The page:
You exercise every day. You track your calories on a food app. You take your supplements religiously. But no matter what you do, it seems like you’re fighting an uphill battle on the treadmill and your weight won’t budge. If this is you, this story may interest you.
I was training a guy who worked the early morning shift in the media industry. He would get up at 2:30 a.m. to make it to his job by 4:30 a.m. By Friday, he was so sleep deprived that he would be falling asleep at the wheel on the way home during lunchtime. He was obese, more than 100 pounds overweight. No matter what tricks I would try with him, I couldn’t get his body to lose more than five pounds. Which is pretty surprising because my methods always work.
Then the station changed his schedule, and he was moved to afternoon segments. This meant that his work start time would change to 1:00 p.m. and he could “sleep like a normal person.” Want to know what happened? I didn’t change one thing. His diet was the same. His workouts were the same. The only thing he changed was his sleep schedule. He was getting seven or more hours of uninterrupted sleep per night. The change was incredible. In one month he lost 15 pounds; in two months he lost a total of 25 pounds!
It sounds counterintuitive that the more you rest the easier you can lose weight, but studies have shown that the less sleep you get, the more stressed your body is.
When your body is stressed, it produces a hormone called cortisol. When cortisol is released in the body, your blood sugar goes up, causing insulin to be released. When insulin is released, it signals your body to store fat. Interestingly, high cortisol levels have been associated with high amounts of visceral fat. This is the fat that surrounds your vital organs and can wreak havoc on your health. It’s basically belly fat. Studies have found that those who slept less were not only heavier, but their weight was concentrated in their stomachs. Visceral fat (more than adipose fat, or fat located in the hips) is associated with diabetes, cardiovascular disease, and other problems.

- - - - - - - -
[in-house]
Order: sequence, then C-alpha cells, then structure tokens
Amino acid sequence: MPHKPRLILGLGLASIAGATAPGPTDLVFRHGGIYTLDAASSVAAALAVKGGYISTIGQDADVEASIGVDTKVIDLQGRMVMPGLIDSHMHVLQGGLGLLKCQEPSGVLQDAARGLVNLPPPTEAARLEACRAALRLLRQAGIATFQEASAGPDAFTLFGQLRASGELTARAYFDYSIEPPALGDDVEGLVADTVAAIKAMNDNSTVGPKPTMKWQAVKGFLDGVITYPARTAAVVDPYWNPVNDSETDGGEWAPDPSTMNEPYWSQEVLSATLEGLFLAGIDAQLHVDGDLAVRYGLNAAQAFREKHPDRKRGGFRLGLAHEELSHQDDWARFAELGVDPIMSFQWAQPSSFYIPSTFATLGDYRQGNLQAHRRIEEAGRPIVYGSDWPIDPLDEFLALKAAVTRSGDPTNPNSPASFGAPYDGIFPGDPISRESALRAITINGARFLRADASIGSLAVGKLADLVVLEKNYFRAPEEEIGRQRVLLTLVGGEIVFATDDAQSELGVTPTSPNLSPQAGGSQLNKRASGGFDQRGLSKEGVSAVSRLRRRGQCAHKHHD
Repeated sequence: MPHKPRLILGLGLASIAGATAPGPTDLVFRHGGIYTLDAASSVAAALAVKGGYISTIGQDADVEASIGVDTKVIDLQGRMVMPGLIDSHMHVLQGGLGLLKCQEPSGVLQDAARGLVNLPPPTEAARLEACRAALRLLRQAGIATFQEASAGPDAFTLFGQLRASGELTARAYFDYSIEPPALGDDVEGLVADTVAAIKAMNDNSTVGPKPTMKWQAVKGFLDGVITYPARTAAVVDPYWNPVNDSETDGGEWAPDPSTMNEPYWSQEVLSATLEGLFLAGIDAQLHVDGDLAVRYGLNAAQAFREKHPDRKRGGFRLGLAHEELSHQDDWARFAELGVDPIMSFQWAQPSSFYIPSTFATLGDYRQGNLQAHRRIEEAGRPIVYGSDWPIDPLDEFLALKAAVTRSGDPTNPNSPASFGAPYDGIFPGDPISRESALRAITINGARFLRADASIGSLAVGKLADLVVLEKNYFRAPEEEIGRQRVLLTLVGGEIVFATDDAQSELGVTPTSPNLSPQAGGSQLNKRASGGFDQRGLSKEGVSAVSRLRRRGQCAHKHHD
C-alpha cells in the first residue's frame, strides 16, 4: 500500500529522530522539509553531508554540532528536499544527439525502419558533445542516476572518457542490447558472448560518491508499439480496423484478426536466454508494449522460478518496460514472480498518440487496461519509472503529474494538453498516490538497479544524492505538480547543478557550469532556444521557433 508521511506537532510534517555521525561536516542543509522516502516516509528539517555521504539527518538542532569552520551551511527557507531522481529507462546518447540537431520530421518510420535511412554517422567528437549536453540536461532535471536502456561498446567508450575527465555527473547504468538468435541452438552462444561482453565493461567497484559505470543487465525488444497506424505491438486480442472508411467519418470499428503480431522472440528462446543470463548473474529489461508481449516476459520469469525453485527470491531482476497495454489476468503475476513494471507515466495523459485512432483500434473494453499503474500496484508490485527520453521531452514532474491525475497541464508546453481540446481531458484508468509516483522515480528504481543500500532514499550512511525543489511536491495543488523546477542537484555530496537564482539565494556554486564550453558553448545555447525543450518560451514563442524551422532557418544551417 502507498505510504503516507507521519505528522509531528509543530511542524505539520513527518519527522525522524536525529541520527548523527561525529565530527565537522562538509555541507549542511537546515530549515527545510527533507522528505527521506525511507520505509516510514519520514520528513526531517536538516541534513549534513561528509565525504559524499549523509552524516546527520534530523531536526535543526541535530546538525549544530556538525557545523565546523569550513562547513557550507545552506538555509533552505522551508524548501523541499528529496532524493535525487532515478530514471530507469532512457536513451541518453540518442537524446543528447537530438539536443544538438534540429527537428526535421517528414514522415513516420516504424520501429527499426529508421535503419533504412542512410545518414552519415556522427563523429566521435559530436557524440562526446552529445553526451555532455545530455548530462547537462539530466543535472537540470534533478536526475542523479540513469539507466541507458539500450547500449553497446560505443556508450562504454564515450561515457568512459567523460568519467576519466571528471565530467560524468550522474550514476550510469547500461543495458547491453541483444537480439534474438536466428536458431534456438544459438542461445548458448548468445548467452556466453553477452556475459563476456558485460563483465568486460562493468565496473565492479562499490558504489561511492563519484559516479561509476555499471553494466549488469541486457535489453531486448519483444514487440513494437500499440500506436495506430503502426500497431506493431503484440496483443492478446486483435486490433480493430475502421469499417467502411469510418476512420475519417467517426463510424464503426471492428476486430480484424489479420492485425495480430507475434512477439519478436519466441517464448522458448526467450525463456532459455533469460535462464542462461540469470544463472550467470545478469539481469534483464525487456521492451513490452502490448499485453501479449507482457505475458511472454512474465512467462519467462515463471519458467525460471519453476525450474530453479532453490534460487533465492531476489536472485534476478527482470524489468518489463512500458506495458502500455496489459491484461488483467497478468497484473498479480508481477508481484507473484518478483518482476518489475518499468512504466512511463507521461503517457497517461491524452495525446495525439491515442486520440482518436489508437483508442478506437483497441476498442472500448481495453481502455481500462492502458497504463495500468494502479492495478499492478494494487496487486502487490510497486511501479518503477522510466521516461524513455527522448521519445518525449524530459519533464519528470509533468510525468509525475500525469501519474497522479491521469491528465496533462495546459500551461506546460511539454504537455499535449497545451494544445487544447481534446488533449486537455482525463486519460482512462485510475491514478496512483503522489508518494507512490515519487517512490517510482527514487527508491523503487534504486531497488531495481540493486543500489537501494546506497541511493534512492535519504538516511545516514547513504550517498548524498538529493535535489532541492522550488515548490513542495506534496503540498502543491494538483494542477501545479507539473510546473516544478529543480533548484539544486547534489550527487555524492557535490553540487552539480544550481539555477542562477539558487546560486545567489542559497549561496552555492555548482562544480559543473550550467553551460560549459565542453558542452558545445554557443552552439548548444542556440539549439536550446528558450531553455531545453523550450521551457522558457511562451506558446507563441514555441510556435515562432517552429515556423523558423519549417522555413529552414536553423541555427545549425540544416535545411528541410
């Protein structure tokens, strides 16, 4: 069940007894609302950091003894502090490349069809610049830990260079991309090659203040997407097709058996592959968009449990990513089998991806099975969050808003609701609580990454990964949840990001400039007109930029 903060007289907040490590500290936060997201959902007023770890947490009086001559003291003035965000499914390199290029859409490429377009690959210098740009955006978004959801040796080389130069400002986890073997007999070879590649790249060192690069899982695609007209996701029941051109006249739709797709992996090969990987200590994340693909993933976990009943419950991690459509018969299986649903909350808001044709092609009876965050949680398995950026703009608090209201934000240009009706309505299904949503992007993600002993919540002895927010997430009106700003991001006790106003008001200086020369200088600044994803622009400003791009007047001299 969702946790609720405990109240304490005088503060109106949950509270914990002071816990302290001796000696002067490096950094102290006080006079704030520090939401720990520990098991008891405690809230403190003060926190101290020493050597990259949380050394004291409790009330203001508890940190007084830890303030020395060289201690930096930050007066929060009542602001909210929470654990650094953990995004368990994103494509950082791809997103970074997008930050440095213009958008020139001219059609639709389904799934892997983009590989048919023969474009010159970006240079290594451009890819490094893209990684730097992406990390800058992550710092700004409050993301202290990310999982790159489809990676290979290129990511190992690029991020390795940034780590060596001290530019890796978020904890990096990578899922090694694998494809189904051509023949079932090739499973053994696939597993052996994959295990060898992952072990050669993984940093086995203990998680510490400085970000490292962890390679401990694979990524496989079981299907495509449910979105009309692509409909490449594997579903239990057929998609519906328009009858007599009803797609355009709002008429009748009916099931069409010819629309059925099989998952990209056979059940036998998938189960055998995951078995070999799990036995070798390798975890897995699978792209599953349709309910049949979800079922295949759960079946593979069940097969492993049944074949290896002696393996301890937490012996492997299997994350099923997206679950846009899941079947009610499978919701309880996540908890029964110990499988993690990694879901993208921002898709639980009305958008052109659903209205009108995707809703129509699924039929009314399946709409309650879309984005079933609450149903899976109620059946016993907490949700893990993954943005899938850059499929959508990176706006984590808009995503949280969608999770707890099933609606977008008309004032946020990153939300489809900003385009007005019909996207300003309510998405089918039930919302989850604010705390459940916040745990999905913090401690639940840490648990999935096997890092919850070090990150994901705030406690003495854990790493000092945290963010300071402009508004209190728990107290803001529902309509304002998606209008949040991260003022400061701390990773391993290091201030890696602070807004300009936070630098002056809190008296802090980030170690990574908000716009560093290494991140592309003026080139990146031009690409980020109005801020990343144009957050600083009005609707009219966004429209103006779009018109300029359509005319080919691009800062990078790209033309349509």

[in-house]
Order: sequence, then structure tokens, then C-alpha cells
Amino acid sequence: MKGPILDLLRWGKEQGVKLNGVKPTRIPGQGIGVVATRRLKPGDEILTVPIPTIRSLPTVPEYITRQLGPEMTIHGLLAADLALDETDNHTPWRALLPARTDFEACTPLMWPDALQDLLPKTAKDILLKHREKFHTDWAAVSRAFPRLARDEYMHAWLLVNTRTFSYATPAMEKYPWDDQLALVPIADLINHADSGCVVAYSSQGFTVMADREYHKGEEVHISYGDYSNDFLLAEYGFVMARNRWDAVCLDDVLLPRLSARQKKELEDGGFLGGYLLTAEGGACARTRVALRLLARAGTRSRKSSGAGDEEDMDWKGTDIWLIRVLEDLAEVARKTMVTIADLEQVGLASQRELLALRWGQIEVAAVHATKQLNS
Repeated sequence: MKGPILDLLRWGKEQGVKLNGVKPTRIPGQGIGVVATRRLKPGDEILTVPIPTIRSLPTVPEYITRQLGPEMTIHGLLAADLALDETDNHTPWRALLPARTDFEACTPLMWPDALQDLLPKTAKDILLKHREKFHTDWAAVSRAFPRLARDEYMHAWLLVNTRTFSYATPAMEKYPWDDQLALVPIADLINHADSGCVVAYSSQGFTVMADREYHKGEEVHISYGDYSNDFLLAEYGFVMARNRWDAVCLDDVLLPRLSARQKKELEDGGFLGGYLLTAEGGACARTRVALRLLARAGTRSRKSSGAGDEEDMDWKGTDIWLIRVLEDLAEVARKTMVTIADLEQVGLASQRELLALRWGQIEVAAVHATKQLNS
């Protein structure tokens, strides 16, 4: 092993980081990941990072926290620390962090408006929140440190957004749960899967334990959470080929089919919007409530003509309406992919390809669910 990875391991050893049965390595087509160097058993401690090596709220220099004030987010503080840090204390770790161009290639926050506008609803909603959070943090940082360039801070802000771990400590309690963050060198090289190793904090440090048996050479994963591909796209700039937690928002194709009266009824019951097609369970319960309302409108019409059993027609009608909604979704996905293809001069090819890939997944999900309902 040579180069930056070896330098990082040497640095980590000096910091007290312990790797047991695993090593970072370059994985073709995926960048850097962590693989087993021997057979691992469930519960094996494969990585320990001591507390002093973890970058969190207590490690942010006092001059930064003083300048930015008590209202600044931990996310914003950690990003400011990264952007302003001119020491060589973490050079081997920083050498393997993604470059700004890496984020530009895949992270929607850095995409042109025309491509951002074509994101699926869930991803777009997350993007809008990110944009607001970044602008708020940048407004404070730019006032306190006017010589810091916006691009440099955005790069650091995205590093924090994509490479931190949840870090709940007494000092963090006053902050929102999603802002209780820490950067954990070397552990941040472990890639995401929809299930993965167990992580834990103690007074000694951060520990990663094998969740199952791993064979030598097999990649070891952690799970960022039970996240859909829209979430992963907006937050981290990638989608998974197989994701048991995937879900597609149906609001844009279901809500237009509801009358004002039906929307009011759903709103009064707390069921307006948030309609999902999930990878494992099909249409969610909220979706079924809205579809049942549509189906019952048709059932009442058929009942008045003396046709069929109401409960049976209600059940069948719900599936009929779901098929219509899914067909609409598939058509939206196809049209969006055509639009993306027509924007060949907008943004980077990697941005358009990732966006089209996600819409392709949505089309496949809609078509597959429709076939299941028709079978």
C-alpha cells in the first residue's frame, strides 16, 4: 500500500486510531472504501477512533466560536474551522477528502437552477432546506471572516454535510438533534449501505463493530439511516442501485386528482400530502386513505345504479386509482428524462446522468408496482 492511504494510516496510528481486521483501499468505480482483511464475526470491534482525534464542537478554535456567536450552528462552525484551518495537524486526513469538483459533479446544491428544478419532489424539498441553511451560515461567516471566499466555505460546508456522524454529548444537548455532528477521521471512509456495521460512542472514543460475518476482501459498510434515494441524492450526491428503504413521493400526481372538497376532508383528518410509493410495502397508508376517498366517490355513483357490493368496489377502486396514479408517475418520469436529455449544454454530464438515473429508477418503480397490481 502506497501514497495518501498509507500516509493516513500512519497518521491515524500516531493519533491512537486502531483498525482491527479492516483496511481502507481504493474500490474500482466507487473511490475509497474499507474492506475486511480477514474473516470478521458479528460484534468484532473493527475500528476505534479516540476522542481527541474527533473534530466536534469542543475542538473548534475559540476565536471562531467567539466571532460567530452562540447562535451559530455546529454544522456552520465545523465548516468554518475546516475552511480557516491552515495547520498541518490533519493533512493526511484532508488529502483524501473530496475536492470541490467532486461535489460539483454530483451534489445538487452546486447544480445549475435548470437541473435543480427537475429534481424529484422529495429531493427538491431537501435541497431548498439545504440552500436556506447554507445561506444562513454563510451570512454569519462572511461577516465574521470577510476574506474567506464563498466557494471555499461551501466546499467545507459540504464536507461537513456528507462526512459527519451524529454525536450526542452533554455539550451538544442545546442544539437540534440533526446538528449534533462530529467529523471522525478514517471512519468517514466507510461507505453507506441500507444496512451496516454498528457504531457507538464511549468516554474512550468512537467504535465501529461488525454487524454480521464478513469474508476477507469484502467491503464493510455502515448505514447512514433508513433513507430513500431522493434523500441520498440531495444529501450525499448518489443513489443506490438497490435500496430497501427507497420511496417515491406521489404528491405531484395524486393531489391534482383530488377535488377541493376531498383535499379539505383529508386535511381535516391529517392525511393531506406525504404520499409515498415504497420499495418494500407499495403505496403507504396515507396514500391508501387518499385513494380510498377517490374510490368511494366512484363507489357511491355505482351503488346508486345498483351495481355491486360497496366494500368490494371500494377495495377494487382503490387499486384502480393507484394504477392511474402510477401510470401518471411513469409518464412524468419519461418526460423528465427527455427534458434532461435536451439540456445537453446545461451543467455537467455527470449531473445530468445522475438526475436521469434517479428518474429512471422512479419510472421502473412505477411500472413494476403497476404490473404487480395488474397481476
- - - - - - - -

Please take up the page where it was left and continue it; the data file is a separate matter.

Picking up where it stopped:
Recent studies have uncovered even more interesting findings. Bruce Bailey, an exercise science professor at Brigham Young University, studied over 300 women and found that those with the healthiest sleep habits had the lowest body fat. But it wasn’t just the amount of time they slept. He found that those who slept between 6.5 and 8.5 hours (with the “sweet spot” being between 8 and 8.5 hours) per night were the trimmest, but timing and consistency also played big roles. A consistent bedtime and, more importantly, a consistent wake time were essential. Those with more than 90 minutes of variation in sleep time had higher body fat than those with less than 60 minutes. Wake time was linked to body fat as well. Those who woke up at the same time every morning had lower body fat. Bailey concluded that staying up late–and even sleeping in–can do more harm than good.
The quality of sleep ranked pretty high in importance also. Those who experienced consistent, uninterrupted sleep felt better and ate better the next day. Bailey’s prescription for a good night’s sleep? Make sure the room is dark and cool and that you don’t use your bed for anything other than sleeping (well, almost anything).